Smartphones are typically smaller versions of tablets but with the obvious added ability to make traditional phone calls and send and receive SMS text messages. With so many options available, smartphones models distinguish themselves in these areas: battery life; screen size; storage capacity; number of available mobile apps; camera quality; processor speed and even design aesthetic.
Similar to tablets, built-in functions, such as the camera, speaker, microphone and video recorder, mean that you can snap pictures, record sound bites and capture videos on-the-go. The quality of multimedia capture on a high-end smartphone means you don’t have to spend money on additional tech gear like digital cameras or dedicated voice recorders.
Keep in mind that a smartphone investment should not be looked at as “buying a phone.” With a smartphone, you are buying a pocketable computer that can also make phone calls. Invest wisely.

Embracing Social Media
Social networks such as Facebook, Twitter, and LinkedIn are the most popular, and most obvious social media platforms for business of any size. As print and other traditional advertising models lose ground to the Internet, Internet-based social media is an effective method of marketing, giving global reach at a very low cost.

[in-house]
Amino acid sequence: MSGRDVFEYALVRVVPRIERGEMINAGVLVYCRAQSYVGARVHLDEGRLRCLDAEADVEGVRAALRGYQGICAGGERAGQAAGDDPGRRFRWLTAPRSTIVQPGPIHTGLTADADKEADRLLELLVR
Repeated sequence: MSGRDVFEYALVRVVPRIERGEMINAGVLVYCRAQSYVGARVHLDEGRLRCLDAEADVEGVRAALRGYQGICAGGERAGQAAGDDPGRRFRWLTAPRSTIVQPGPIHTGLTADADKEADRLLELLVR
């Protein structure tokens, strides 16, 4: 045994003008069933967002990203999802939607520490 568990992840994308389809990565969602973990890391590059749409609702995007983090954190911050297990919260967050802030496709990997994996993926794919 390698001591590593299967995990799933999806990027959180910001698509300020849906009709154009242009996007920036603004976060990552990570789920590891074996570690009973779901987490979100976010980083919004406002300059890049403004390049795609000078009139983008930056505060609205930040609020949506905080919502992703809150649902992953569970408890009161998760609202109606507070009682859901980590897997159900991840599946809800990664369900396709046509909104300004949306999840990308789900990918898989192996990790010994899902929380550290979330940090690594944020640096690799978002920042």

Adopting an effective social media strategy can do wonders to rapidly enhance a company’s branding and visibility. However, the interactive nature of social media is a two edged sword. Social networks help you interact almost real-time with your audience around a specific company messages or offers. But it also allows customers to share their satisfaction, or dissatisfaction with your products or services almost real-time and very publicly!
To choose the right social media platforms, first identify the online platforms and communities where you are most likely to find your potential customers. Next, create a strategy to engage with their interests and offer them useful, compelling content and interaction they can’t get elsewhere. Next execute, and be sure to invest the time and resource to sustain your social media presence.

Other Considerations
This is by no means an exhaustive list of small business technology options. There are a number of other considerations, such as cloud computing, data security, online marketing, Internet service options and online training that can enhance your business, grow your reach and improve your relationship with your customers.
We will be looking at these over the next few weeks.

Bevil Wooding is the Chief Knowledge Officer of Congress WBN (, a values-based, international charity and the Executive Director of BrightPath Foundation, a technology education non-profit organization. Reach him on Twitter @bevilwooding or on or contact via email at